Several epidemiologic surveys have documented a remarkable, yet unexplained, disparity in the prevalence of juvenile idiopathic arthritis (JIA) subtypes among different geographic areas or ethnic groups. Moreover, the therapeutic approach to JIA is not standardized and the availability of the novel and costly biologic medications is not uniform throughout the world. This disparity may have significant impact on disease outcome. The multinational study of the EPidemiology, treatment and Outcome of Childhood Arthritis (EPOCA study) is aimed to obtain information on the variability of JIA phenotypes in different geographic areas, the therapeutic approaches of pediatric rheumatologists practicing in diverse countries, and the disease status and outcome of children with JIA currently followed worldwide. Participation in the study was proposed to all pediatric rheumatology centers that are part of the Pediatric Rheumatology International Trials Organization (PRINTO), and to several centers in the US and Canada. Each center was asked to enroll 100 consecutive JIA patients or all consecutive patients seen within 6 months. Each patient received a retrospective and cross-sectional assessment. Parent- and child-reported outcomes were recorded through the administration of the Juvenile Arthritis Multidimensional Assessment Report (JAMAR). Participating countries were grouped into 6 geographic areas. Patients were then grouped according to their country's gross domestic product per capita (GDP) and the total expenditure on health per capita (HE) (source www.who.org).Currently, 8,325 patients from 44 countries have been entered in the web database. Comparison of main epidemiology, treatment, and outcome features across the different geographic areas was performed. Patients living in countries with GDP or HE below the median had lower frequency of remission, higher median cJADAS, higher frequency of damage, and were less frequently prescribed biologic DMARDs. These results were confirmed when analyses were conducted only in oligoarthritis or polyarthritis patients. These results provide further evidence of the wide difference of JIA characteristics across geographic areas in terms of age at disease onset, subtype prevalence, and frequency of anterior uveitis. Overall, patients living in non-Western countries had higher levels of disease activity and cumulative damage than patients followed in North America and Western Europe. This disparity in disease outcomes may be partially due to differences in the availability or affordability of biologics, as confirmed by the evidence of worst outcomes in countries with lower GDP or HE.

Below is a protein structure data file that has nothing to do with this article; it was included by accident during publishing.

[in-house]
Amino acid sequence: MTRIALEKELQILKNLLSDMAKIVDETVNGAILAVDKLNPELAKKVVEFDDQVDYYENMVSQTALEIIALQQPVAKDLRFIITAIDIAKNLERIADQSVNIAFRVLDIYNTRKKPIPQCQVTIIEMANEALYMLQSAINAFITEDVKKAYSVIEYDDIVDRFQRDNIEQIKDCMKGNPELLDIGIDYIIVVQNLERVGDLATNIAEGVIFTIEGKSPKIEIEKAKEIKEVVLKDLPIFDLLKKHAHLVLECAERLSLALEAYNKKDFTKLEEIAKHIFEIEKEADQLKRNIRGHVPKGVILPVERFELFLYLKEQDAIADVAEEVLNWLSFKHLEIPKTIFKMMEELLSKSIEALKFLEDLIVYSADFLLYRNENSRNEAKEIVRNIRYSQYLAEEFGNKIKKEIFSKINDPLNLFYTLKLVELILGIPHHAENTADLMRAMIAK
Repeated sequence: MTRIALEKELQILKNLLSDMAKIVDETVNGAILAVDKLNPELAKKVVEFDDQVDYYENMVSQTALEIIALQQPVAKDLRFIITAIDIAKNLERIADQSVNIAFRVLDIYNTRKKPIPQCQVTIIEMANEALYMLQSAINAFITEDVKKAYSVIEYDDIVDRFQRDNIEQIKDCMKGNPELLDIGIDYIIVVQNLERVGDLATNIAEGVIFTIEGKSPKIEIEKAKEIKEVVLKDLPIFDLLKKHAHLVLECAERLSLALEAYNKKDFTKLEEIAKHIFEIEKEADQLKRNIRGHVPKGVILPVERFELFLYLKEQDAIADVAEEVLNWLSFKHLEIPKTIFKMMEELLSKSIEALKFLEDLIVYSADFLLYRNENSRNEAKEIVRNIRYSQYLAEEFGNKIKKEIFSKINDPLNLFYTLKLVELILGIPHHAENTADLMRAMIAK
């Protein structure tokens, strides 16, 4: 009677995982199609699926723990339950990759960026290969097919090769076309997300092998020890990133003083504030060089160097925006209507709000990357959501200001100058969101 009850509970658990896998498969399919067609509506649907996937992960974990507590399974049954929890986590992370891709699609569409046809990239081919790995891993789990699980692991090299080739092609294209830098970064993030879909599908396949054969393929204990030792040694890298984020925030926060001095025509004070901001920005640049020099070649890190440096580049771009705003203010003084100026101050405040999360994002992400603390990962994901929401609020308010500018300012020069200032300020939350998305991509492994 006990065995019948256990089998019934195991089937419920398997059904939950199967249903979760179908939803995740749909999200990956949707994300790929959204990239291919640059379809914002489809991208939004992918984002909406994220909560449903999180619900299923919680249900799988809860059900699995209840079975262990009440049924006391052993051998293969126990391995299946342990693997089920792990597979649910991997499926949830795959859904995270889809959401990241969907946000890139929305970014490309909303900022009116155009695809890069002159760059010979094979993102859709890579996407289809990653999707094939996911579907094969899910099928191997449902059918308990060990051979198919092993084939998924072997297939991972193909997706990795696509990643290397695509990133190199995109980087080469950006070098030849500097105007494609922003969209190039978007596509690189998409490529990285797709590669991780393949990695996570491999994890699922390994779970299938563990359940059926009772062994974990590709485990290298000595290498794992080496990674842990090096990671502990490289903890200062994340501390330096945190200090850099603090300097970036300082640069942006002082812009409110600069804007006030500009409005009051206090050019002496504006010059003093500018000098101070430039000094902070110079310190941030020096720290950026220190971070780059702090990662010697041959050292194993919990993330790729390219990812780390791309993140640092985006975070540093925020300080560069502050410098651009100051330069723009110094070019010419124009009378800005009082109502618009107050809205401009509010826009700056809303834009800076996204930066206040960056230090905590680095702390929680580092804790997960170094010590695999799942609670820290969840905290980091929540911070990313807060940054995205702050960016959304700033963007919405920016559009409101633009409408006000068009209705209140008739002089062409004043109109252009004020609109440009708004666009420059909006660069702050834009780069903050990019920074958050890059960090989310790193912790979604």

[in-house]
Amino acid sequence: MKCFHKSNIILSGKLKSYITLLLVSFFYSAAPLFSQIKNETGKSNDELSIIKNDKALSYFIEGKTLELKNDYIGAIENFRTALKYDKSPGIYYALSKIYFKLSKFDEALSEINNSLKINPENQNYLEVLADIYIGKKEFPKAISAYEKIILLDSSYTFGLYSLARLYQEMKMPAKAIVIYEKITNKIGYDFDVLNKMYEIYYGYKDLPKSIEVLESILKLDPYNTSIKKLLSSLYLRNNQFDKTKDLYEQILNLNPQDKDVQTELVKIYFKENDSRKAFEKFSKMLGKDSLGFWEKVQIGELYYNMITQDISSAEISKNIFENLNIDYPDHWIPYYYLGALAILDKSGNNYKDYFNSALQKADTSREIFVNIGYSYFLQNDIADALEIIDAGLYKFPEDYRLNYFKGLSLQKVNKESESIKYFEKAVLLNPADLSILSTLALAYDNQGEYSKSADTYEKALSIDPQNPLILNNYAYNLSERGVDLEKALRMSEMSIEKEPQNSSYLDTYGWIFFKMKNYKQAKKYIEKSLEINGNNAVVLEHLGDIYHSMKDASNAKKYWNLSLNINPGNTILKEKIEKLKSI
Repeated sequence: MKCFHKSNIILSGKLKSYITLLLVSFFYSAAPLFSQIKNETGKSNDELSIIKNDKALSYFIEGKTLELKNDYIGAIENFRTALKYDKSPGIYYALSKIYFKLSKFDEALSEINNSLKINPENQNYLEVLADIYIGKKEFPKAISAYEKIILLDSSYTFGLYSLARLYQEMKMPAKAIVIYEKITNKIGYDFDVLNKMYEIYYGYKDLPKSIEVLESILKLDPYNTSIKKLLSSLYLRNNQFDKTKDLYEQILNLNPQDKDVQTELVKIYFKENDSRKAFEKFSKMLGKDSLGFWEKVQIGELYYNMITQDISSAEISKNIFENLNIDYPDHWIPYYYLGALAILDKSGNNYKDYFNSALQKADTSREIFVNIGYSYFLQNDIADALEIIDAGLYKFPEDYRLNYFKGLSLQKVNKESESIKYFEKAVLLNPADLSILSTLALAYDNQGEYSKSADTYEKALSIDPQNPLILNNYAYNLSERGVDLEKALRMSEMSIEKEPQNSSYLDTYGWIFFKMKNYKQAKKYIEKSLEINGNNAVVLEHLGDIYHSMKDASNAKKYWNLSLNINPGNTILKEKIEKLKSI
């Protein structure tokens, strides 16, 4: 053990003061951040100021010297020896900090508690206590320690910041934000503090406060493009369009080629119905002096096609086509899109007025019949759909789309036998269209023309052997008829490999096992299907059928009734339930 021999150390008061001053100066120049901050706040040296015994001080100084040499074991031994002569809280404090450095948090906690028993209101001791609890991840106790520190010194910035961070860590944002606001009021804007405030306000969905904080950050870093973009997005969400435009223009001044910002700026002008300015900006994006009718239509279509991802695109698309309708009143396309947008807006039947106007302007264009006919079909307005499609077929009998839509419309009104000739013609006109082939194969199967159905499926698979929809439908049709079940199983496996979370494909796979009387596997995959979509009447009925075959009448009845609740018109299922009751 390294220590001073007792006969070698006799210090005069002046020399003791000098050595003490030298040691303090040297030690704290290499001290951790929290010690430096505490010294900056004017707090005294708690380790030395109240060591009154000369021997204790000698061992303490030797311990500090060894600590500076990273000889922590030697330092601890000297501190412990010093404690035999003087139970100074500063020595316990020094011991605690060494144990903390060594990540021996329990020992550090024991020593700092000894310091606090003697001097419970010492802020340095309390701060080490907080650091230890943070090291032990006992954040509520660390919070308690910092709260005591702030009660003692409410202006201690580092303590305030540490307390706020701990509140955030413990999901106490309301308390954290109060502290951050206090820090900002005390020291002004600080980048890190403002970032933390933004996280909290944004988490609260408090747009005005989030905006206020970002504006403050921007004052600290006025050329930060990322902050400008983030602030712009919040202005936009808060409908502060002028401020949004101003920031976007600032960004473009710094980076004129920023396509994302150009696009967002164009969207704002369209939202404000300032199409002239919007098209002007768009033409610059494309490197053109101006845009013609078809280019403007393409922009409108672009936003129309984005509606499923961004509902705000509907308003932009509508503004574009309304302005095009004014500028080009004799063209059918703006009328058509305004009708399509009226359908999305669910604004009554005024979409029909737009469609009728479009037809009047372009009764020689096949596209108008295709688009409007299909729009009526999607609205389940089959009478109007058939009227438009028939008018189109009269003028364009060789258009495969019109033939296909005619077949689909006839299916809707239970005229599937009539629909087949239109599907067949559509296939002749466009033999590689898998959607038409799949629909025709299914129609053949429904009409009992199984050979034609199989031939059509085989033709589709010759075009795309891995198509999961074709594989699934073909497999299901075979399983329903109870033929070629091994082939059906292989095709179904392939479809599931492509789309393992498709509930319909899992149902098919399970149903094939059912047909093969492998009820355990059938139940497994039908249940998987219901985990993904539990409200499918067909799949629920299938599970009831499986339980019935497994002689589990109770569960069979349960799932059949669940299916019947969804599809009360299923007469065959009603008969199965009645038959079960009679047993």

Disclosure of Interest None declared